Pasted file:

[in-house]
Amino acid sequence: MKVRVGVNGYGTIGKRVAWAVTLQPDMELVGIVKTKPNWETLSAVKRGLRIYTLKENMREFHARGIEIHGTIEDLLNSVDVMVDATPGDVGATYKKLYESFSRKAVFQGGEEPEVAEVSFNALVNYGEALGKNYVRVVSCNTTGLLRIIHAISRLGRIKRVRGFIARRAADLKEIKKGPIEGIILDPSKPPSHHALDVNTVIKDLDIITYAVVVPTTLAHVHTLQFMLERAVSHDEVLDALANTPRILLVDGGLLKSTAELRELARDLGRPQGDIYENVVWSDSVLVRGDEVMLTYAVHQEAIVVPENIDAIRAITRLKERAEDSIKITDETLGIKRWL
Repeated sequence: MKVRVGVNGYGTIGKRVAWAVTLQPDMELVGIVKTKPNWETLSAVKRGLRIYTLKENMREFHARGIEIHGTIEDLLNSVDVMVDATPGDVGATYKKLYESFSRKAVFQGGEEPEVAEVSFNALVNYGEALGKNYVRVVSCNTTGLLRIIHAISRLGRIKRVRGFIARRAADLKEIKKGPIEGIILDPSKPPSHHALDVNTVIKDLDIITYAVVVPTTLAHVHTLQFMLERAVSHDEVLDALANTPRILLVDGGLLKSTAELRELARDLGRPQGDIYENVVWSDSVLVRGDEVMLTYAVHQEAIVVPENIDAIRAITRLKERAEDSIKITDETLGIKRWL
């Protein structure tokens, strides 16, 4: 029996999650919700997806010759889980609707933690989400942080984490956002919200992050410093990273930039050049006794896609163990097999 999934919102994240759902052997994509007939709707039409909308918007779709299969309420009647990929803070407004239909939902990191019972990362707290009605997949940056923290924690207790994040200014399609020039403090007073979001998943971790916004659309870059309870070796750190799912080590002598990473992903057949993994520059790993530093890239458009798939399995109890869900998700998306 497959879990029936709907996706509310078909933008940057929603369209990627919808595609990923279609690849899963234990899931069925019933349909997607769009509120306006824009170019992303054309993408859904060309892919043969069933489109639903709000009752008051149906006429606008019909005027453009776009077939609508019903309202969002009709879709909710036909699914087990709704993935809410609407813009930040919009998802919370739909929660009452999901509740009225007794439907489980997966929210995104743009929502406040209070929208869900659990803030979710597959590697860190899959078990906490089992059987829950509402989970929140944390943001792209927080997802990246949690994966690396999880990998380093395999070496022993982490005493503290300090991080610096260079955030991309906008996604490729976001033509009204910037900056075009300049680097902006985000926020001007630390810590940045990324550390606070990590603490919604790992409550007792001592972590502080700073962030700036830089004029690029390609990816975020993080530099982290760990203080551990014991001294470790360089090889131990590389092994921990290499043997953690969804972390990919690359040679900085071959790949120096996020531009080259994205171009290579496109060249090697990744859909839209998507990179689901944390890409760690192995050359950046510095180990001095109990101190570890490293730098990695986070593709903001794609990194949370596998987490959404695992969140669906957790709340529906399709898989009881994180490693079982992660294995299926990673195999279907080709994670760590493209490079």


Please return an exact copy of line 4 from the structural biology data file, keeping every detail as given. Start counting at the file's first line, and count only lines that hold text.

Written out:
């Protein structure tokens, strides 16, 4: 029996999650919700997806010759889980609707933690989400942080984490956002919200992050410093990273930039050049006794896609163990097999 999934919102994240759902052997994509007939709707039409909308918007779709299969309420009647990929803070407004239909939902990191019972990362707290009605997949940056923290924690207790994040200014399609020039403090007073979001998943971790916004659309870059309870070796750190799912080590002598990473992903057949993994520059790993530093890239458009798939399995109890869900998700998306 497959879990029936709907996706509310078909933008940057929603369209990627919808595609990923279609690849899963234990899931069925019933349909997607769009509120306006824009170019992303054309993408859904060309892919043969069933489109639903709000009752008051149906006429606008019909005027453009776009077939609508019903309202969002009709879709909710036909699914087990709704993935809410609407813009930040919009998802919370739909929660009452999901509740009225007794439907489980997966929210995104743009929502406040209070929208869900659990803030979710597959590697860190899959078990906490089992059987829950509402989970929140944390943001792209927080997802990246949690994966690396999880990998380093395999070496022993982490005493503290300090991080610096260079955030991309906008996604490729976001033509009204910037900056075009300049680097902006985000926020001007630390810590940045990324550390606070990590603490919604790992409550007792001592972590502080700073962030700036830089004029690029390609990816975020993080530099982290760990203080551990014991001294470790360089090889131990590389092994921990290499043997953690969804972390990919690359040679900085071959790949120096996020531009080259994205171009290579496109060249090697990744859909839209998507990179689901944390890409760690192995050359950046510095180990001095109990101190570890490293730098990695986070593709903001794609990194949370596998987490959404695992969140669906957790709340529906399709898989009881994180490693079982992660294995299926990673195999279907080709994670760590493209490079």